Condoms in Porn Could Convince People to Have Safer Sex IRL

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Condoms may not be the stuff that wild sexual fantasies are made of, but a new study is claiming maybe they should be in your porn anyway — you know, to promote safer sex in the real world.

Researchers at Columbia University recently carried out an experiment in which 265 randomly selected gay men were surveyed about their porn viewing habits over a course of three months. The participants answered questions about "the amount, compulsivity and proportion of condomless anal sex and anal sex with condoms."

The majority of men (92%) reported having watched porn that featured unprotected anal sex — a somewhat surprising number when you consider gay porn is typically more condom-friendly than straight porn. (For the most part, the heterosexual porn industry does not use condoms, instead relying on regular STI testing.)  

Nevertheless, 48% of those men said watching condomless porn had "contributed" to their subsequent decisions to engage in unprotected sex themselves. Meanwhile, 70% of respondents said that "viewing the explicit material led to acting out the things they saw."

In a press release, study authors Eric Scrimshaw and Martin Downing said these results could have broad implications for people's sex lives as well as the standards and practices of the porn industry.

In Scrimshaw's words:

Actually one type of pornography was associated with higher rates of condom use: Men who viewed more pornography containing condom use engaged in fewer condomless anal sex encounters. Even those who took part in compulsive pornography viewing were not more likely to engage in condomless anal sex.

Downing added that "these findings have important policy and HIV prevention implications."

Source: Giphy

This isn't the first time research has suggested there is a correlation between the sex acts portrayed in porn and the sex lives of its viewers. A study published online in the journal Culture, Health and Sexuality in June determined watching condomless pornography was associated with a "higher likelihood of being in the riskiest category of having a penetrative hookup, without a condom, while intoxicated."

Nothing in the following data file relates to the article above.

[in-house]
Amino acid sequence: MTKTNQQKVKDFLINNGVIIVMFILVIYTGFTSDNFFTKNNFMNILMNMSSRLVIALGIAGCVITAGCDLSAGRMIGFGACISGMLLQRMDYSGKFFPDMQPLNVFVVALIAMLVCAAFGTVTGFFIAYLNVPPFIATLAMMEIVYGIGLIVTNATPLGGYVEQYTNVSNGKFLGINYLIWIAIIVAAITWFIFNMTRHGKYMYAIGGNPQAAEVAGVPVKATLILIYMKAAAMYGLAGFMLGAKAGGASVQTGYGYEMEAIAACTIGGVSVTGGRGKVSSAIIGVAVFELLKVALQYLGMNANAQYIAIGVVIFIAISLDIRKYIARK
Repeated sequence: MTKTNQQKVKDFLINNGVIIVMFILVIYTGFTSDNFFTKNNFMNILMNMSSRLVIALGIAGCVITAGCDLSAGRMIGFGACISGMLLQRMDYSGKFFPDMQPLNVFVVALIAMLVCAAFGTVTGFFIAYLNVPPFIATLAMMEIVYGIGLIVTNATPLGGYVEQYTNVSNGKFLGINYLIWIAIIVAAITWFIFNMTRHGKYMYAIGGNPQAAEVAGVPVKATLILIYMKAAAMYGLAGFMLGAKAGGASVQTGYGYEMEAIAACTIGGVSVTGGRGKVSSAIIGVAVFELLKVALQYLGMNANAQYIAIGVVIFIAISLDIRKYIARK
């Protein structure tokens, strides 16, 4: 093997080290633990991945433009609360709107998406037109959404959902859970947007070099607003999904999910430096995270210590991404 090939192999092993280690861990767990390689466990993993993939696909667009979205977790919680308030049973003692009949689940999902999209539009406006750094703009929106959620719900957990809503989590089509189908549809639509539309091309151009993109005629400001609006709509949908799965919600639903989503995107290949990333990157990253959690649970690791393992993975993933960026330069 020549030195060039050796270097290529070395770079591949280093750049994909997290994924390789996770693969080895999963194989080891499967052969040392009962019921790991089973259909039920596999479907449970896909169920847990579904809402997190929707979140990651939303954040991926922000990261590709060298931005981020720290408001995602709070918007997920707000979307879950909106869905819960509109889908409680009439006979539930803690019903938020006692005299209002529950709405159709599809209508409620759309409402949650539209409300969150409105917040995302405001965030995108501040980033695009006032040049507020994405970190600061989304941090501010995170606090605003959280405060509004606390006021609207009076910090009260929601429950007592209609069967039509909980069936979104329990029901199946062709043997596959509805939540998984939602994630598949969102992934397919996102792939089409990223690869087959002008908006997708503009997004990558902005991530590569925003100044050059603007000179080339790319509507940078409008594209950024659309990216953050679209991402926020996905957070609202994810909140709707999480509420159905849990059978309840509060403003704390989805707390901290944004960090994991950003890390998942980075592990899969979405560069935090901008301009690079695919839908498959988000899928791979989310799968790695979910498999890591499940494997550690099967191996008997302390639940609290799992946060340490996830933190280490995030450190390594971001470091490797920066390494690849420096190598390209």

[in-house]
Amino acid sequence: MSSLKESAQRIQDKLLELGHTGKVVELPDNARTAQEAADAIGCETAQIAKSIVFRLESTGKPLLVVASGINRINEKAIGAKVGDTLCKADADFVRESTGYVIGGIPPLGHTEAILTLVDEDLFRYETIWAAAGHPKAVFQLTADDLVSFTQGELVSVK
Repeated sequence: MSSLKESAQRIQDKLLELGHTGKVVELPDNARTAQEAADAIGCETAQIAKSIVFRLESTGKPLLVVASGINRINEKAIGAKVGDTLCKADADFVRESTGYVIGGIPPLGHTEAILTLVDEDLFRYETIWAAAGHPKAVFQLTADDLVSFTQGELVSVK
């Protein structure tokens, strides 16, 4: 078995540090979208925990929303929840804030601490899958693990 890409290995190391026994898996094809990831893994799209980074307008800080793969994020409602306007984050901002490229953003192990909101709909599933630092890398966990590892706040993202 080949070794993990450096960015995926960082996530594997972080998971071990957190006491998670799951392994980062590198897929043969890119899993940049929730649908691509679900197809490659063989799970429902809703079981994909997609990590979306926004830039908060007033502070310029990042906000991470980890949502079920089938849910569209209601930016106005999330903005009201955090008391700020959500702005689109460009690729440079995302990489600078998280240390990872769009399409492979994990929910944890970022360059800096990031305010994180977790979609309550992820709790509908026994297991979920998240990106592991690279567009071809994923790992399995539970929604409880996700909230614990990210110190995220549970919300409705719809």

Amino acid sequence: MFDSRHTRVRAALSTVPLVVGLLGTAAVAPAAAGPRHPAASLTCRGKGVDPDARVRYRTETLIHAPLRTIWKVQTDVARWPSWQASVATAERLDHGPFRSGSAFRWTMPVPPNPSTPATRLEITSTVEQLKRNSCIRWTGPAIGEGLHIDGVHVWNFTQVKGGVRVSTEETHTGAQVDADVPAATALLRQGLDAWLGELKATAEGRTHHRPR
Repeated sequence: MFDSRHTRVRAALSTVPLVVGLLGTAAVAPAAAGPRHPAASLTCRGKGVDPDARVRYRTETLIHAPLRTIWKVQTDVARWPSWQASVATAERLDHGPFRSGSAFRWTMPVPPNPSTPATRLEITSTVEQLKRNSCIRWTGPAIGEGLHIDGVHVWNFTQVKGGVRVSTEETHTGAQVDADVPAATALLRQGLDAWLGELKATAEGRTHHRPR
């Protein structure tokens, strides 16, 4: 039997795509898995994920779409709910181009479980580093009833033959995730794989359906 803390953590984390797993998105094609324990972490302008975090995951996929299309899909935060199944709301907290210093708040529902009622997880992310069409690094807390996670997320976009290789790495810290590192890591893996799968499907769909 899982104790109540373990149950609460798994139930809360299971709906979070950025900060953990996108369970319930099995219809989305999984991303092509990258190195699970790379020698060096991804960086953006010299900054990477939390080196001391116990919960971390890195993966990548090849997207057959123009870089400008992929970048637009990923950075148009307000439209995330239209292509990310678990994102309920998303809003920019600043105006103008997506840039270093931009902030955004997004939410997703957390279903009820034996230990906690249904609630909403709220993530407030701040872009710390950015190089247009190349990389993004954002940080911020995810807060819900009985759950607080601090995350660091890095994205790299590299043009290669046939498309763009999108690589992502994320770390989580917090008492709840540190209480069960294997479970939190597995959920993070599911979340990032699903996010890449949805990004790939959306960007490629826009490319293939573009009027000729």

While the Columbia study exclusively focused on gay porn, the condom issue is probably the least severe in that segment of the porn industry. Unprotected (aka "bareback") sex is more of a niche genre than it is a mainstream practice, partially because gay porn actors are often just assumed to have HIV.

"Nearly all the top-tier [gay porn] studios maintain a strict condom-use policy," Out magazine reported in 2007.

The straight porn industry, however, has something of a fraught relationship with prophylactics. When a law passed making condom use mandatory for Los Angeles County porn shoots back in 2012, a number of entertainers and studios protested the decision — arguing that as long as the performers are taking care of their own health, nothing else should matter.

"We make sure that we test all of our performers for both HIV and STDs before they engage in any sexual activity in our movies," Vivid Entertainment founder Steve Hirsch argued in a Huffington Post op-ed at the time.

So we arrive at something of a quagmire: Research says the porn industry can use its influence and power to promote safer sex practices. But is it really such a good thing that Americans are getting sex education from porn in the first place? 

Source: Giphy

h/t Daily Beast